Just 10 years ago, Jennifer Dounda and Emmanuelle Charpentier developed the CRISPR gene editing tool. Since then, the scientific world has put that innovative genome-editing tool to work in creating all-new medical therapies. Many of those therapies have landed in the clinical trial phase, too, including treatments for chronic UTIs and HIV/AIDS. To see just what this high-tech approach can do, you just have to explore the clinical trial updates as they’re released. So, let’s take a look at the latest results for both the HIV/AIDS and UTI trials.
CRISPR Gene Editing Clinical Trial Steps
Before digging into the results, it’s important to understand the CRISPR gene editing clinical trial steps. Doctors cannot use new treatments on patients until the treatments move through all the clinical trial phases to show their efficacy and safety.
When running clinical trials, researchers invite eligible patients to volunteer as participants, and then move through the following phases:
- Phase 1: Centers around a look at side effects to best gauge the overall safety of the proposed treatment
- Phase 2: Involves the assessment of the efficiency of the treatment on the condition in question
- Phase 3: Focuses on seeing if the new treatment works better than the standard approaches
In some cases, clinical trials may have additional parts to determine the ideal dosage levels or answer other questions the researchers may have about the therapy. Upon showing its safety and efficiency through the end of the third phase, the treatment earns approval from the Food and Drug Administration (FDA) for use in a clinical setting.
Chronic UTI Clinical Trial Phase 1B Completed
Urinary tract infections (UTIs) result in over eight million doctor’s visits per year by patients looking to end their discomfort – fast. Between the increased urge to urinate and the intense burning sensation while going to the bathroom, UTIs can seriously impact the day. They’re also potentially dangerous if the bacteria move from the bladder into the kidneys and then the bloodstream. Antibiotics usually resolve the UTIs, but when they don’t, the condition becomes chronic.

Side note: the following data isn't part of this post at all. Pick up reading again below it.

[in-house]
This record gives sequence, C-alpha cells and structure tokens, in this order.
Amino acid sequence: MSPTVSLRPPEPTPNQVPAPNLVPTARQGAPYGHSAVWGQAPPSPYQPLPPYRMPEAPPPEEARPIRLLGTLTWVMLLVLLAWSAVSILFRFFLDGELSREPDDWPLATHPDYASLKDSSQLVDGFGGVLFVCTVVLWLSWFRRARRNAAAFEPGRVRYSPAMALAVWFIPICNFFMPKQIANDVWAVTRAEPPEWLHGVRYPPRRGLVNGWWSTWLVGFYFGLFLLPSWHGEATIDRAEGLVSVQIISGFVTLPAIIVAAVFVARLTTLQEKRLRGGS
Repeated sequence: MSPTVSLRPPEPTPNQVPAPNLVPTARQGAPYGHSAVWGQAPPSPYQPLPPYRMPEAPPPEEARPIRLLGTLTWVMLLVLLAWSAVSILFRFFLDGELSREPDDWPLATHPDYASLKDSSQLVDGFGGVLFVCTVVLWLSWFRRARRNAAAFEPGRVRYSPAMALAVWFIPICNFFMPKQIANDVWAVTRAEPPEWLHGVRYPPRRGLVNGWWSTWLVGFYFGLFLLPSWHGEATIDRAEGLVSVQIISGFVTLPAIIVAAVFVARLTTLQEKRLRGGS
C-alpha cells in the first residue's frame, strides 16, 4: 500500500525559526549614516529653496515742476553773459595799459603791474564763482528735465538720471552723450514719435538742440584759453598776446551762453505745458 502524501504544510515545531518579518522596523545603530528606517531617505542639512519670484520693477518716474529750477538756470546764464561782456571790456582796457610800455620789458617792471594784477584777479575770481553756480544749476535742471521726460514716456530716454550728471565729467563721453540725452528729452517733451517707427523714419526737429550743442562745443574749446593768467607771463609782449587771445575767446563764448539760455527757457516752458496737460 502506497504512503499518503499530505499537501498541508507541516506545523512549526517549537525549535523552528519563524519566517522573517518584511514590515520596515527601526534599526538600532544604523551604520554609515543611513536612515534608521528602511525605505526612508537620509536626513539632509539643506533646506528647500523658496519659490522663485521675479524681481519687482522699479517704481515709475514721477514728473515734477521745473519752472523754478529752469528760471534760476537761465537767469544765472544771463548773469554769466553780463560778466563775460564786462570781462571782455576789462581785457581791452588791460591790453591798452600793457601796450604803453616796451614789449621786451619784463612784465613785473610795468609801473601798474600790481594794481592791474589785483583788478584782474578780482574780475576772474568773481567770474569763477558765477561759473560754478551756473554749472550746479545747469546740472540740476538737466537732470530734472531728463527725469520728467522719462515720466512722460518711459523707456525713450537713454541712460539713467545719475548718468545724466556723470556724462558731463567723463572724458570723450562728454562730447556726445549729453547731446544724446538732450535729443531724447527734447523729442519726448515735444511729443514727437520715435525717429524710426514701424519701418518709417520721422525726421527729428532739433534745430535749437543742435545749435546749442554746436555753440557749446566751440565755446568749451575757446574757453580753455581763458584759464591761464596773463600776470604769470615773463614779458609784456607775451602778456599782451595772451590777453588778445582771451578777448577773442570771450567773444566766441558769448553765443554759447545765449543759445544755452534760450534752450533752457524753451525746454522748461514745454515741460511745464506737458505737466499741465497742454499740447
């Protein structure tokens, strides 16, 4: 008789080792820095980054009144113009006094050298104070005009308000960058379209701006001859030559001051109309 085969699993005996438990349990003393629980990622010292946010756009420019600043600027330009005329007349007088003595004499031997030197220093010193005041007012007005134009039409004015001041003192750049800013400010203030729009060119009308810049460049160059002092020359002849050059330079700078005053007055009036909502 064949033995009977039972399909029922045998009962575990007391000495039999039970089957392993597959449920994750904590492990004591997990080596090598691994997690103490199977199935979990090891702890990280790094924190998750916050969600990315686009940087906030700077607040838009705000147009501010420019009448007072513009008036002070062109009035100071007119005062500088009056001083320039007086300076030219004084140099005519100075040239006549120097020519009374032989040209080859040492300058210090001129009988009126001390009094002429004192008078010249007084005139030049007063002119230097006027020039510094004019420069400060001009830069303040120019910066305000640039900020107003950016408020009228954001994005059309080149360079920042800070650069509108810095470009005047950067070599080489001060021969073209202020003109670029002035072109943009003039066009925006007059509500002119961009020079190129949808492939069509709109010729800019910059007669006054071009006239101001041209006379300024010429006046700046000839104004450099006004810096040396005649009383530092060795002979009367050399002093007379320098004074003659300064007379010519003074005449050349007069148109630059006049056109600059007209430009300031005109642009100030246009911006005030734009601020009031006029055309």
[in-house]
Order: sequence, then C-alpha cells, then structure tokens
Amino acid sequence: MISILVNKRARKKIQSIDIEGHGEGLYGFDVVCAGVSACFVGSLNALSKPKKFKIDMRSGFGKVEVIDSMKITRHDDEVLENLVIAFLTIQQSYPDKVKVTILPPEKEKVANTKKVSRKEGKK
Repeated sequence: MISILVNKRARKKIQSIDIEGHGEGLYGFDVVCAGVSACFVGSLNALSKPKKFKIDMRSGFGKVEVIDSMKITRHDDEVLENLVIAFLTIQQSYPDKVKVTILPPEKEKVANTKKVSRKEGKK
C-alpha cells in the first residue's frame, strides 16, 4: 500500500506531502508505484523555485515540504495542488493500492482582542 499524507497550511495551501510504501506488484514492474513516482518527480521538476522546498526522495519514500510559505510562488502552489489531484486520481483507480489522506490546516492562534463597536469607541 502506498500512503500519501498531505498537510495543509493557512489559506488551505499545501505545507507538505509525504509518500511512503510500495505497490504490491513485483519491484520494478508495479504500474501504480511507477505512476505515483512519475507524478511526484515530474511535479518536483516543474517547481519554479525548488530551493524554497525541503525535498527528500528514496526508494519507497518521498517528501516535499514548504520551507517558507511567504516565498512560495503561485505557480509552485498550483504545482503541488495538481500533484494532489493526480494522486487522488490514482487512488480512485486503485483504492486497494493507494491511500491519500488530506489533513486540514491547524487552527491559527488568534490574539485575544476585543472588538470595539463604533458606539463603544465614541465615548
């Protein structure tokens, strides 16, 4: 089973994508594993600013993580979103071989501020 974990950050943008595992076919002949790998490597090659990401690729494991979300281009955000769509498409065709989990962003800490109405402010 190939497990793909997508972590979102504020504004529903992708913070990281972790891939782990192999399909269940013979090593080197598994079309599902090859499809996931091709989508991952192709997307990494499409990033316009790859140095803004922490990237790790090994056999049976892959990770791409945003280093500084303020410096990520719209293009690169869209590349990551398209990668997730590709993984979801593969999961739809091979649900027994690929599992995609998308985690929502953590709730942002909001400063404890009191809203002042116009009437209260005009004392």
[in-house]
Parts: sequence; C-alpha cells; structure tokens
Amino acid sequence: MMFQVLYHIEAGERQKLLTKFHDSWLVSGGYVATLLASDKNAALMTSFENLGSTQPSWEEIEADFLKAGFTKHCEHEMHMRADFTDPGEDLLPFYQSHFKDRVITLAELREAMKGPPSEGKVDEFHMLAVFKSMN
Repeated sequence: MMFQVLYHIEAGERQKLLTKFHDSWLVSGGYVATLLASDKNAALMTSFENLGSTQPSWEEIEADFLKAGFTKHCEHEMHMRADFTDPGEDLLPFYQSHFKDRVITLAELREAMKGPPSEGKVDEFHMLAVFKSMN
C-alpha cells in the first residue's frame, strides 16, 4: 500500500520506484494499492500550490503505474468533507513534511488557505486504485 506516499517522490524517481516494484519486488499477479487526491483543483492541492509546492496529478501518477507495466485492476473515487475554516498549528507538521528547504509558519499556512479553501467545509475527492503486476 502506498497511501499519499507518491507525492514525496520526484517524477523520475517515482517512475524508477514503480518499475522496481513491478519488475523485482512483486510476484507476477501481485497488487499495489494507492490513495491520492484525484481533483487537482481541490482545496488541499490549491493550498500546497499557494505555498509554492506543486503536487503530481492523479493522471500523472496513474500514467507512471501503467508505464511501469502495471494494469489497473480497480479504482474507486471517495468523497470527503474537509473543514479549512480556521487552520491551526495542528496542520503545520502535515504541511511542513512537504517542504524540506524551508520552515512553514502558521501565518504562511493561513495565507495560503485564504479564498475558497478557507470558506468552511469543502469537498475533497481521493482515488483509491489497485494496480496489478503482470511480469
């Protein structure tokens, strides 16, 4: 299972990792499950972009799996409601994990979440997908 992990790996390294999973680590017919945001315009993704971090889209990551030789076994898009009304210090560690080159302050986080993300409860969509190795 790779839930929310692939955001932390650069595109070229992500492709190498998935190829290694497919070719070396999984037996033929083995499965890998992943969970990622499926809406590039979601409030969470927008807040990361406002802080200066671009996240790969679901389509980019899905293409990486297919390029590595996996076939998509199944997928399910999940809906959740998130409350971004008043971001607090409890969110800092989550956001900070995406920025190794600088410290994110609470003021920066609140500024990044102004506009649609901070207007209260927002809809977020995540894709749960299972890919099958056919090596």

In an effort to resolve chronic UTIs, researchers went beyond simple antibiotics by combining CRISPR-Cas3 with three bacteriophages. Designed to target the three E. coli strains that cause 95% of UTIs, this powerful combo should then attack and destroy the bacteria’s genome.
The clinical trials for this treatment strategy are the first to use CRISPR gene editing and the Cas3 protein to fight infection – and it’s showing great results so far. Locus Biosciences reported that their Phase 1b trial showed the overall safety of the approach with no adverse effects. Phase 2/3 trials are set to start in June 2022.
HIV/AIDS Clinical Trial Currently Open for Enrollment
The human immunodeficiency virus (HIV) destroys the function of the immune system by targeting CD4 T lymphocytes. As the virus invades these immune cells, it continues to replicate and kill other CD4 cells, eventually resulting in acquired immunodeficiency syndrome (AIDS). Although current treatments halt this process in its tracks, the virus remains inactive in the body, threatening to continue on its devastating path. Serious side effects caused by the current treatment also point to the need for safer, more effective therapies.
CRISPR gene editing shows great potential in fully eliminating HIV from the body. Researchers used the genome-editing tool to teach the Cas9 protein to seek out the HIV DNA within the host cell. Then, once it finds the right genome, the protein cuts two sites to surgically remove it from the cell.
Excision Biotherapeutics just recently opened up enrollment into their phase ½ trial for this innovative therapy. They’ll bring in about nine volunteers all across the United States, so their team can adequately assess the safety and efficiency of the therapy. They’ll look at ideal dosage levels, too, since the treatment will use an AAV9 viral vector delivery system administered by infusion.
As researchers release their clinical trial results, expect to see even more progress in the CRISPR gene editing world. So far, it’s clear that the sky is the limit in what therapeutic genome editing can do, so stay tuned to explore even more truly promising results.